3. Add the broth, sesame oil, white pepper, soy sauce, vinegar, sugar and let come to a boil.
4. Add the tofu and let come to a simmer.
5. Stir the cornstarch slurry and then add to the broth, the soup will thicken. Check for seasonings. Turn the heat off and add the egg slowly to the soup, stir in a circular motion.
6. Add the cilantro and green onions and serve with a few drops of chili oil, sesame oil and dash of white pepper. ( I like my soup really sour and usually add a few more drops of vinegar into my bowl as well. Season as you prefer.)

Women are adaptable, we offer the greatest support imaginable. WE are penny pinchers and know how to get a bargain on what's fresh. With Spring on its way, I wanted to make one final hearty Italian soup. I have grown to embrace Italy more and more with each passing month and so I thought it fitting to offer this soup:

I also have to mention that my husband loves this soup.

Cabbage and White Bean Soup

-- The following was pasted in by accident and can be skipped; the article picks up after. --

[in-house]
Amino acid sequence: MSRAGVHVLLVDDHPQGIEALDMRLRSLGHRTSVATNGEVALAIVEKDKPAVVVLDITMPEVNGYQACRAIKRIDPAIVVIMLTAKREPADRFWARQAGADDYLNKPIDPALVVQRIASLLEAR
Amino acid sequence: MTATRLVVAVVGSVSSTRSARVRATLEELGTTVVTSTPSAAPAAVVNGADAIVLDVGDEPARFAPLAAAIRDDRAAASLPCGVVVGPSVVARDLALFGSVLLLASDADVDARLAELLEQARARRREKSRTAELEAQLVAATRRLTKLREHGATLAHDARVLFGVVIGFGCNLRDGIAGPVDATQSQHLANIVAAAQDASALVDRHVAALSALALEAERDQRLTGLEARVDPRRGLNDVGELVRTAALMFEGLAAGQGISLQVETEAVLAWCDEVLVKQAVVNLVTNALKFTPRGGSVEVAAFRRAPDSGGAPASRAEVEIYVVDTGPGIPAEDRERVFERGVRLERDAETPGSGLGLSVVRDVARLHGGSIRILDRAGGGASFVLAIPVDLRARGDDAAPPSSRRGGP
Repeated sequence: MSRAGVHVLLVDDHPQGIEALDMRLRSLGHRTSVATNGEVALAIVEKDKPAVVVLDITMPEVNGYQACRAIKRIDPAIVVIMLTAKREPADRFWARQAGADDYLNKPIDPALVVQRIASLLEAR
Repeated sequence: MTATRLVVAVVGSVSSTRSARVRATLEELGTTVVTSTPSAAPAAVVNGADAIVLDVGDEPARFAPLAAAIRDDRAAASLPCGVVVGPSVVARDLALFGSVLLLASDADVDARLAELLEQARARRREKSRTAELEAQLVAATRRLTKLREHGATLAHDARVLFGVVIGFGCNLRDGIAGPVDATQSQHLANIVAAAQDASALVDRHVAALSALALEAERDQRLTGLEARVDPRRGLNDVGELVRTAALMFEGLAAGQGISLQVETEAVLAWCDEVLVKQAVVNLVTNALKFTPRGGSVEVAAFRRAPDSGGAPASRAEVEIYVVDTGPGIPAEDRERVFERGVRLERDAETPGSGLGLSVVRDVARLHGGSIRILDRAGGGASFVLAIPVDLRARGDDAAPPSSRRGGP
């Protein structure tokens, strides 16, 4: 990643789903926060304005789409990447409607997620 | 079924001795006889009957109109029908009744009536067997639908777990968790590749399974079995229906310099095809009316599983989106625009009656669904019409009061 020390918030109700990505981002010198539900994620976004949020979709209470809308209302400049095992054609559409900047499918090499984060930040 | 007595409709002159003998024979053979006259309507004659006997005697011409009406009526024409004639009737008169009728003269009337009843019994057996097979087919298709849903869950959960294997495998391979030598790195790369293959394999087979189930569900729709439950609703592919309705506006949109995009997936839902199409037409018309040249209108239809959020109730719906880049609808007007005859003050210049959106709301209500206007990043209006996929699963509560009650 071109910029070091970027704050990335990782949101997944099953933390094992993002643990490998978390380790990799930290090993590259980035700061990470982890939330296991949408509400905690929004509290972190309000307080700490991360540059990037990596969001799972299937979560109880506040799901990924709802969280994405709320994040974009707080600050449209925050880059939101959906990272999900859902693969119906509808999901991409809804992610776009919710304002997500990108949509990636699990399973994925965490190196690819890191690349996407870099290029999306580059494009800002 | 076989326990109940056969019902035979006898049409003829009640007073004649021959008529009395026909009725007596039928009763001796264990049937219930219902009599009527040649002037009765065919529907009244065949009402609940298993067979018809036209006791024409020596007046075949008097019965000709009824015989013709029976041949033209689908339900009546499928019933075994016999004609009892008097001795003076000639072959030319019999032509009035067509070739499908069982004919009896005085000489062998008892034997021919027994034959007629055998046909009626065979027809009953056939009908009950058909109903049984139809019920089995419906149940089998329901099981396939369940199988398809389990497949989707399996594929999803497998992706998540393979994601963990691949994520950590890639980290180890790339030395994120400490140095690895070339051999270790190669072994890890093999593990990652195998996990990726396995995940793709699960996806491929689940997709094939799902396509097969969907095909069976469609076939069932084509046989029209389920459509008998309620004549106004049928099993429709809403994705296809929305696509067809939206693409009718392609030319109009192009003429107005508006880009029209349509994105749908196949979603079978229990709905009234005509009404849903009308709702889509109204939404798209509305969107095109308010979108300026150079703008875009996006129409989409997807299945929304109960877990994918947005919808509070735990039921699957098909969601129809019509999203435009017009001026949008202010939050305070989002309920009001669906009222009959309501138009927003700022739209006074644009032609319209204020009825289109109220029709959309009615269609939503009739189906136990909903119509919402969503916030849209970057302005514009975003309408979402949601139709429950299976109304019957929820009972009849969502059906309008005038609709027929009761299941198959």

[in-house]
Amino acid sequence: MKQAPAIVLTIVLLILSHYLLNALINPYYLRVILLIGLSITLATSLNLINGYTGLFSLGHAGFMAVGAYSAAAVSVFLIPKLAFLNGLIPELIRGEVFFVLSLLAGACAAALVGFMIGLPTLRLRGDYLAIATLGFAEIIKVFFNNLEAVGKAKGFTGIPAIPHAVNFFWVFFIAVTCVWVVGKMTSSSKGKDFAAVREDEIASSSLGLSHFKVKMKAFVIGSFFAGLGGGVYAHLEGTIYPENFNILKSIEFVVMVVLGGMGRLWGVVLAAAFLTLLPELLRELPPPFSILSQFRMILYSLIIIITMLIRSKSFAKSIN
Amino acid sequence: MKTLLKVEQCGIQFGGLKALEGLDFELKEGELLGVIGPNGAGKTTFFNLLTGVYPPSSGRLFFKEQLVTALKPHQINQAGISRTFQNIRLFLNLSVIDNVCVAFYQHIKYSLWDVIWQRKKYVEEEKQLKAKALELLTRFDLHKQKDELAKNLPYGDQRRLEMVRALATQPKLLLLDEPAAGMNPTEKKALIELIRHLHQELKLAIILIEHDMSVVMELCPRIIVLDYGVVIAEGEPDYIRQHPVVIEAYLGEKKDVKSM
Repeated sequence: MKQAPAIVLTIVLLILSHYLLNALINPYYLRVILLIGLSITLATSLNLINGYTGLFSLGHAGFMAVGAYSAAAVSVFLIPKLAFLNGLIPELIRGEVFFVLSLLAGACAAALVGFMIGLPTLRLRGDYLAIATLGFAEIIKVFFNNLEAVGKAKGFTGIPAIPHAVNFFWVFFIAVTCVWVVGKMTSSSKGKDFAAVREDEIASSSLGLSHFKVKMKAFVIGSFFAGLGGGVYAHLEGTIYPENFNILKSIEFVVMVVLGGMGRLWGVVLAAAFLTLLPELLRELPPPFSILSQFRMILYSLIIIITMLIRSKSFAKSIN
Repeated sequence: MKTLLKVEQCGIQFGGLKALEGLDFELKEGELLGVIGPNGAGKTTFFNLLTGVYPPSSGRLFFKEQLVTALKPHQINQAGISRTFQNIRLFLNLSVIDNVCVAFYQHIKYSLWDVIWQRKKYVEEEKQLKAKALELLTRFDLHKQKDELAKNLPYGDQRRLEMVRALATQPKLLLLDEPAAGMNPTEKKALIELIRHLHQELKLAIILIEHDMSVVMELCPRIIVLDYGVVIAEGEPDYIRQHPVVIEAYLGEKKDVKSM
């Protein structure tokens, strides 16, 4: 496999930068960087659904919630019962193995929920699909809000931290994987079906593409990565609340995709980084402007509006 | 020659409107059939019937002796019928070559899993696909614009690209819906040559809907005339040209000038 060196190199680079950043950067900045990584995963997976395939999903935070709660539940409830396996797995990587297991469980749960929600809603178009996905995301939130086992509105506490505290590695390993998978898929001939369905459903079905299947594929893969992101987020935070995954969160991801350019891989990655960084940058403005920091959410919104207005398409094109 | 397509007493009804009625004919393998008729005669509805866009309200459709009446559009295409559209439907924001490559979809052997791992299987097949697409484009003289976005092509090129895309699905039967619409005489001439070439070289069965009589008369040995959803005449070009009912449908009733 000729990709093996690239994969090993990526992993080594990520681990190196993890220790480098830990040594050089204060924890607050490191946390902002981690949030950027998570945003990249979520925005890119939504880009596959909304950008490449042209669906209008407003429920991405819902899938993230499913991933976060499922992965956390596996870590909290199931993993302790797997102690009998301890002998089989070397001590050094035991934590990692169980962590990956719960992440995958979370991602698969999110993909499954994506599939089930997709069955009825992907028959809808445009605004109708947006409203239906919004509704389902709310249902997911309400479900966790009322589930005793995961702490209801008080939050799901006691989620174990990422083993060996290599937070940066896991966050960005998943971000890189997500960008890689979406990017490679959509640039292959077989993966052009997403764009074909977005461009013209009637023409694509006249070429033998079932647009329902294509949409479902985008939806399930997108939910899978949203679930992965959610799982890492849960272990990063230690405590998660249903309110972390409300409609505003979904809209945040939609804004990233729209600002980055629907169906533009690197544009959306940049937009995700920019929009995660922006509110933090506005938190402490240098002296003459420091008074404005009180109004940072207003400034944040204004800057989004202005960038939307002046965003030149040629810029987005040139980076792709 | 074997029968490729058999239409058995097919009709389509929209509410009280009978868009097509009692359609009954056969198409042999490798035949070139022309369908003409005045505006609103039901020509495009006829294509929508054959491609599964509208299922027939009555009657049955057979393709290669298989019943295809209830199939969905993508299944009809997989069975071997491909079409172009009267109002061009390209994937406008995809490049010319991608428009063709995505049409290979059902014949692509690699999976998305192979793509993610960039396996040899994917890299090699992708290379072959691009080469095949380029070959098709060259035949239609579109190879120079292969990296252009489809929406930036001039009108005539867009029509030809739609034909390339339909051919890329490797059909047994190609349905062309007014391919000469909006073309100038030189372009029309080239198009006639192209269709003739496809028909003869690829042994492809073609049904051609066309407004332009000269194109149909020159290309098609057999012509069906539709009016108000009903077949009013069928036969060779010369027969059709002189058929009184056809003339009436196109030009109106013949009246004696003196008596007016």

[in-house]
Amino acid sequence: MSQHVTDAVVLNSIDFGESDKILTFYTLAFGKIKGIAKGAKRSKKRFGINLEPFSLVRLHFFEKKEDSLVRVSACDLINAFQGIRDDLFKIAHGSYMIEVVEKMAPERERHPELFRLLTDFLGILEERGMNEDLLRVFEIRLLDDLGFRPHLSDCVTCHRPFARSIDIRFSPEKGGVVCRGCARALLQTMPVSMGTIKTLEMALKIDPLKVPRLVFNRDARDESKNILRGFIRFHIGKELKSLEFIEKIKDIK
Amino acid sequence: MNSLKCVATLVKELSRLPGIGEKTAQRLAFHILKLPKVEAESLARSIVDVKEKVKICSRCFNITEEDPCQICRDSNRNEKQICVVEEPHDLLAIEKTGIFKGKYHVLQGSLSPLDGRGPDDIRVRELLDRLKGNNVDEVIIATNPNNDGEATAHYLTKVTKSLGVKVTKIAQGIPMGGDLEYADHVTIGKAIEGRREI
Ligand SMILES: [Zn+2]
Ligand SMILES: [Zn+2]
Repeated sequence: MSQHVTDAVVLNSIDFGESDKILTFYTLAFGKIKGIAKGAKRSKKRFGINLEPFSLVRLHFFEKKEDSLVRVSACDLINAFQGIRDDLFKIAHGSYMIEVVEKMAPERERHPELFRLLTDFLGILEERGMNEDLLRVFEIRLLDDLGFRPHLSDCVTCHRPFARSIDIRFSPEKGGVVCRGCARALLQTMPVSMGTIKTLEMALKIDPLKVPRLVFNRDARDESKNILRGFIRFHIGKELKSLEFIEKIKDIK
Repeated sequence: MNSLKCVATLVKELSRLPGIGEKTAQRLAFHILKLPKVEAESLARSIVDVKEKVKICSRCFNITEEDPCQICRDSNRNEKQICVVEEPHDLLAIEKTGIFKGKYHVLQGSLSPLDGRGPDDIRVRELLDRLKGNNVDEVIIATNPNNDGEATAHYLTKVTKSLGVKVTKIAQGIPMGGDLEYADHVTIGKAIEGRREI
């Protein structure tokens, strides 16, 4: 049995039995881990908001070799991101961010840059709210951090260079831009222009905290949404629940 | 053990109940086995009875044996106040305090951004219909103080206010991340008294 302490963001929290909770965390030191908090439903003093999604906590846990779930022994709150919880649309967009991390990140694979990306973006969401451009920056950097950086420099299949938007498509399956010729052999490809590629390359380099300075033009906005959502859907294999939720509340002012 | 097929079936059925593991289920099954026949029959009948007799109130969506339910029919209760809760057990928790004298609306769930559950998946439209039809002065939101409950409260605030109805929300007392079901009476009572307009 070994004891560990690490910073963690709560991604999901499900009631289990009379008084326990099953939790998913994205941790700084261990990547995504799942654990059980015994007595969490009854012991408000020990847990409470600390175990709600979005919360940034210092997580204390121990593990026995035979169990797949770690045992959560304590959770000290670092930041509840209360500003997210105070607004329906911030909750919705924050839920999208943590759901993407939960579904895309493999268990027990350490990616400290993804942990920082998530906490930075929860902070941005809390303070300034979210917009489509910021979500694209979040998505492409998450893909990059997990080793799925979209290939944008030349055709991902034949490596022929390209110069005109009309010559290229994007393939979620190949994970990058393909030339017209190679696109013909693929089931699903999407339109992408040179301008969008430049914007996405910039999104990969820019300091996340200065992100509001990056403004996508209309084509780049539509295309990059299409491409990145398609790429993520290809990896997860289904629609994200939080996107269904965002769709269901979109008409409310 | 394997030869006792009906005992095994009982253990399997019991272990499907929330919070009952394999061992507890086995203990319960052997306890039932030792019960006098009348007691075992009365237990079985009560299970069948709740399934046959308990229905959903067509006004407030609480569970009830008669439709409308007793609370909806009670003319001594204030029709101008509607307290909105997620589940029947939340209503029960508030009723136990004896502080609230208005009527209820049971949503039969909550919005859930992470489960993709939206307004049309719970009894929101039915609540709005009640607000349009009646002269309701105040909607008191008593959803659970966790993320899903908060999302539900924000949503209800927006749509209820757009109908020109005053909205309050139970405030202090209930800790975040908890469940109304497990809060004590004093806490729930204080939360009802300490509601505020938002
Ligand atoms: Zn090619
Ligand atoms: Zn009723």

1/3 C. diced pancetta
1/3 C. diced onion
1/4 C. diced carrot and celery
1 clove of garlic, minced
4 C. broth
1 can of white beans
2-3 C. shredded cabbage
1 new potato, diced
salt and pepper
2 T. toasted fennel or caraway seeds
a pinch of red pepper

1. Add some oil to a soup pot, when the oil is heated through, add the pancetta and saute until golden, then add the onions, carrots and celery. Saute until soft, about 10 minutes. Next add the red pepper, fennel or caraway seeds and garlic. Saute for 1 minute.
2. Add the broth, beans and bring to a boil. Add the potato and cook until the potato is tender.
3. Add the cabbage and let come to a boil once again. Stir and them turn the heat off to let the cabbage wilt and the flavors meld.
4. Serve with a drizzle of good olive oil.

My final soup, one that reminds me of my parents' Vietnamese upbringing and the year I spent as a child living in Bangkok with my wonderful godparents. I want my children to appreciate all the things my family worked hard to provide for me and when I think of the future, I always revisit the past.

Tom Yum Goong

4 C. broth
3 stalks of lemon grass, smashed
1 pound of shrimp, with heads on, peel and clean shrimp and save shells and heads
3 kaffir lime leaves, I used the rind of 1 lime
1 can of straw mushrooms, halved